Before the industrial revolution, sports were not advanced as they are in the contemporary situation. Charles (1998) observes that people remained calm during their free time, drinking ale, dancing and other village based games and sun bathing before the industrial revolution. The industrial revolution brought to a stop the long-standing practices as people began getting involved in industrial activities that were highly demanding. Industries were developed and the calm environment and fresh air were filled with smoke and noise from the industries that were emerging at a high rate. The industries required people to work in production of goods. Other people were involved in distribution and construction of more industries. This trend resulted in a reduction in leisure time and people could no longer get pleasure from the free time that they had before the industrial revolution. There were changes in the manner in which sports were played as well as when they were played. More over, new sports and leisure activities were integrated in the day to day practice.With the industrial revolution emerged better means of transport through which people could travel for long distances over a short period of time. They could easily move from their homes and travel to the industries to provide labor. As a result, the rural population was disrupted as people migrated to the cities, which grew at a high rate. Some had to establish permanent settlement to avoid the daily travelling to work. They congregated in the urban centers from different regions and brought with them new types of sports. As the cities expanded, sports also spread (Kenneth, 2004). There emerged teams that engaged in competitions over a wide area, which was facilitated by the improved means of transport. More over, the spread of sports also began attracting fans from all over Britain. It became one of the leisure activities as people would have fan watching their teams competing with others from other parts of the country. It encouraged teams to practice harder so that they could not disappoint their fans. In other words, transportation was a significant factor that had a great impact on sport and recreation after the industrial revolution. Sports became competitive as teams began to bet which team would win in matches. Recreation facilities were developed and people could move to the place of their choice with ease.However, it is not everyone who had a chance to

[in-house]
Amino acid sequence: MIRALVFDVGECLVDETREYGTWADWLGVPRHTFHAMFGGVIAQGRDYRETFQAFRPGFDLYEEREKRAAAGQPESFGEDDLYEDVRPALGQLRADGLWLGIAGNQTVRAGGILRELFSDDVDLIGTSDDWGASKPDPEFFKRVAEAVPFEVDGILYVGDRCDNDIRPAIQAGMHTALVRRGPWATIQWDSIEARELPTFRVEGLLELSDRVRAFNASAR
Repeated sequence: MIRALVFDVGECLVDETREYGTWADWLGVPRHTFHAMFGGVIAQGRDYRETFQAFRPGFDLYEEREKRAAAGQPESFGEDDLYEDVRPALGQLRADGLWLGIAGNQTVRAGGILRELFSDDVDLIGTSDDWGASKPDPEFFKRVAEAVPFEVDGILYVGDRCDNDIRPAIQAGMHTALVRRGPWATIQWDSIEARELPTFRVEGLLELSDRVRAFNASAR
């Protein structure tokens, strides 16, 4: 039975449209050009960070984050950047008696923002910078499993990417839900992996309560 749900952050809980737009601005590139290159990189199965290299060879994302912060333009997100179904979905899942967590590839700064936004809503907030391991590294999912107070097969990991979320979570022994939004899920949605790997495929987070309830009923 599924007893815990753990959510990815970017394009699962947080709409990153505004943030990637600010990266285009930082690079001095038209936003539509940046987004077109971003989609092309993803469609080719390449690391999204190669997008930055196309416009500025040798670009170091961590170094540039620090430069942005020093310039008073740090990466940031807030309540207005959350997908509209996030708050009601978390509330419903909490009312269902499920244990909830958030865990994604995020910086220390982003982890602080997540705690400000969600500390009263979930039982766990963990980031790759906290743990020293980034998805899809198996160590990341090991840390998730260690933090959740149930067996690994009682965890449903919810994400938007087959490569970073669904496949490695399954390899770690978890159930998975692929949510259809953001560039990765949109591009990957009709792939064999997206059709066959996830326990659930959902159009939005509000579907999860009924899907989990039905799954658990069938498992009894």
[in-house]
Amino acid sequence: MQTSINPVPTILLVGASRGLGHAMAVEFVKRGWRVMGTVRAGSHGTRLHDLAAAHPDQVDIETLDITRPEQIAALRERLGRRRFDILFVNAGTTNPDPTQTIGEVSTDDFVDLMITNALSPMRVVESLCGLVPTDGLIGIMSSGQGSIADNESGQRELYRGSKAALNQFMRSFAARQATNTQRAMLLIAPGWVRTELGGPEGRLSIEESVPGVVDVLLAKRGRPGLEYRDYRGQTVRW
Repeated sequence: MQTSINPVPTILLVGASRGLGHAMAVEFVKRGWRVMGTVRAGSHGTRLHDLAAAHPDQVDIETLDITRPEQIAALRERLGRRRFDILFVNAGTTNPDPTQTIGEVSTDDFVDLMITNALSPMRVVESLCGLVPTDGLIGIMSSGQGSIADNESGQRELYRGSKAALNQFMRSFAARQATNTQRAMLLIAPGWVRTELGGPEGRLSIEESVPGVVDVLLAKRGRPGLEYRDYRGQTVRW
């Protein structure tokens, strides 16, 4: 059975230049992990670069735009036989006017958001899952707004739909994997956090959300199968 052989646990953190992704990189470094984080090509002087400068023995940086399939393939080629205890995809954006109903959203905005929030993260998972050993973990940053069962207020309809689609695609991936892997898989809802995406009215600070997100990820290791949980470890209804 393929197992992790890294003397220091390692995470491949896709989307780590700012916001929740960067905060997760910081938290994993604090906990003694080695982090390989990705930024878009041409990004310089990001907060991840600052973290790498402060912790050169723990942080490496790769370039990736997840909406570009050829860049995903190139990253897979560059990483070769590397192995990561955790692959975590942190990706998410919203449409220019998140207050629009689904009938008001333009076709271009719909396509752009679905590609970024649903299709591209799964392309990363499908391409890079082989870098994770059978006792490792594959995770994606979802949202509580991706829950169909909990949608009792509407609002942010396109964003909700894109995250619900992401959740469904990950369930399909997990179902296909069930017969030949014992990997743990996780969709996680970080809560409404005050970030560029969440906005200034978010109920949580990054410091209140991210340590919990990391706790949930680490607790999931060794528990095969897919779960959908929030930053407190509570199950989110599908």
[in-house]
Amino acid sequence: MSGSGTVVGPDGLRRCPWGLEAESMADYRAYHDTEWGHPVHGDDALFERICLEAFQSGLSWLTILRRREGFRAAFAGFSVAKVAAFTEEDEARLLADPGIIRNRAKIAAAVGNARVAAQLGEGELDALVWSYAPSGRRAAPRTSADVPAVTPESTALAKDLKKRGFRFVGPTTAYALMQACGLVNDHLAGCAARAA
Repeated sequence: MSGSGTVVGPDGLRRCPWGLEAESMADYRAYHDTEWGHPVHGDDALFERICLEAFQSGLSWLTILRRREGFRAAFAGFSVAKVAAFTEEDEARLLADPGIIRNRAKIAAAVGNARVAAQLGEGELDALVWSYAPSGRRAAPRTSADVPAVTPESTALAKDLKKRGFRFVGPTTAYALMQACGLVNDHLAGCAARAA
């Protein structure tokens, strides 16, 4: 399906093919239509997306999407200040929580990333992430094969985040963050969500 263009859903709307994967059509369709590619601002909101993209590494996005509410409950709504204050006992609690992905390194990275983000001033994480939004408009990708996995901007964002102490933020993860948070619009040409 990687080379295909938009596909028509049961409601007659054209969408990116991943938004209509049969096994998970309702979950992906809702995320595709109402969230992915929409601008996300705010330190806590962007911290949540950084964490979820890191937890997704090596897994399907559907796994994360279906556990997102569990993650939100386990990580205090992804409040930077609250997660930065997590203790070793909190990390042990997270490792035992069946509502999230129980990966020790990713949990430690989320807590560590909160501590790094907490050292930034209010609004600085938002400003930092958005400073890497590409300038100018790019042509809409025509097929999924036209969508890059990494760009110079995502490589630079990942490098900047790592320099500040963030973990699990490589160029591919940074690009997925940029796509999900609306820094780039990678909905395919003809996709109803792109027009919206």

Charles, H. F. (1998). “Pessimism Perpetuated: Real Wages and the Standard of Living in Britain during and after the Industrial Revolution.” Journal of Economic History, Vol. 58.3: 625-658
Crafts, N.F.R. (2004) “Productivity Growth in the Industrial Revolution: A New Growth Accounting Perspective,” Journal of Economic History, Vol. 64, 2 pp 521-535
Jack, A. G. (2002). “Efflorescences and Economic Growth in World History: Rethinking the Rise of the West and the Industrial Revolution,” Journal of World History Vol. 13, 2 pp. 323-389
Kenneth, M. (2004). The Birth of Industrial Britain: Social Change, 1750-1850, 184pp
Polley, M. (2007). “Sports History: a practical guide”, Palgrave.
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